Secondly, only 4% of Canadian households have modems so that the current early versions of the information footpaths are in fact available to very few. The technology is not friendly so even if there was a modem in every pot a great number of Canadians would not be able to utilize this communications resource as it currently exists.
Although a very important component of the information highway in that it has enabled a new form of global communication, the Internet is not positioned to serve the commercial interests which are essential for our economic well-being. In fact at the moment it looks like we may end up with at least two information highways. One may be of the Internet variety linking universities, hospitals, research centres, schools, libraries and which will be accessible from the home or workplace. The other may be the infotainment and commercial version currently being fought over by the telephone, broadcast and cable television industries which will be as ubiquitous as TV and telephone service.
Back to the Americans. Canadians viewed the rapid development of the information highway concept in the United States with great interest. The Americans began a broad and multi-faceted debate on the nature of the information highway. A wide range of groups were formed to influence public thought and government directions. These included the following to name just a few:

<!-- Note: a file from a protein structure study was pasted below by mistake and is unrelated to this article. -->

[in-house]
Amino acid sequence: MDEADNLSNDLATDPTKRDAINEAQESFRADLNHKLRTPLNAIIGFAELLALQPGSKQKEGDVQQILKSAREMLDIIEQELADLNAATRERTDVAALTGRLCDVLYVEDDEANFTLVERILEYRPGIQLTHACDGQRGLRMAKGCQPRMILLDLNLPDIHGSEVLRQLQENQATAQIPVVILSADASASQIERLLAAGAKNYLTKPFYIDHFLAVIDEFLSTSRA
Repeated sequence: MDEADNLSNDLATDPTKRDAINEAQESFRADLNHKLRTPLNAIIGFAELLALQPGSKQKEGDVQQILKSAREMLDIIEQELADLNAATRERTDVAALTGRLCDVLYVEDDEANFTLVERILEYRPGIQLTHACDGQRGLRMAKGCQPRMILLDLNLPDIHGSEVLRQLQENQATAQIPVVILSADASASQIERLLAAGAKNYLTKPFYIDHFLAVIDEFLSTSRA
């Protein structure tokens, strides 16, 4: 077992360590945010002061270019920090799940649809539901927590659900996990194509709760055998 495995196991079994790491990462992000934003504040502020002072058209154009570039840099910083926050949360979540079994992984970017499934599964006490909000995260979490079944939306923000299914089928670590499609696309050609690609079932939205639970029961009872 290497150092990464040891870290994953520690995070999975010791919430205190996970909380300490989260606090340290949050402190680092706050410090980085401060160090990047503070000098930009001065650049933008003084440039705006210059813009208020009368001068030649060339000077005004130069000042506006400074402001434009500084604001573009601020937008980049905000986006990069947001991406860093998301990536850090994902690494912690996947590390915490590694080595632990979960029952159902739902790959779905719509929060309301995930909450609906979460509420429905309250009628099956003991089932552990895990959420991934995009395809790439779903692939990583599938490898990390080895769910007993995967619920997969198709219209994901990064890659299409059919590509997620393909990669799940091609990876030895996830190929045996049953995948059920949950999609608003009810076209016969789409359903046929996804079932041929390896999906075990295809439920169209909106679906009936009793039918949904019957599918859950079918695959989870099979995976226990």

This is probably the reason that when the Canadian media finally decided that the information highway was topical most of the articles focused on proclaiming that the information highway is mainly hype. It isn't, but the low level of public involvement and hence understanding at all levels could easily bring about this interpretation.
The Ontario Library Association (OLA) viewed these developments with great concern. The Association had a long term interest and commitment to information policy issues. In 1990 the Association released One Place to Look: the Ontario Public Library Strategic Plan. The plan called for governments to develop information policies and strategies to support a public information grid. The Association followed this initiative with a Proposal for an Information Policy for Ontario, which was subsequently endorsed by in the Report of the Advisory Committee on a Telecommunications Strategy for the Province of Ontario. Unfortunately, the preoccupation of the Government of Ontario with the social contract tended to stop the momentum in the development of information strategies and infrastructures in that province.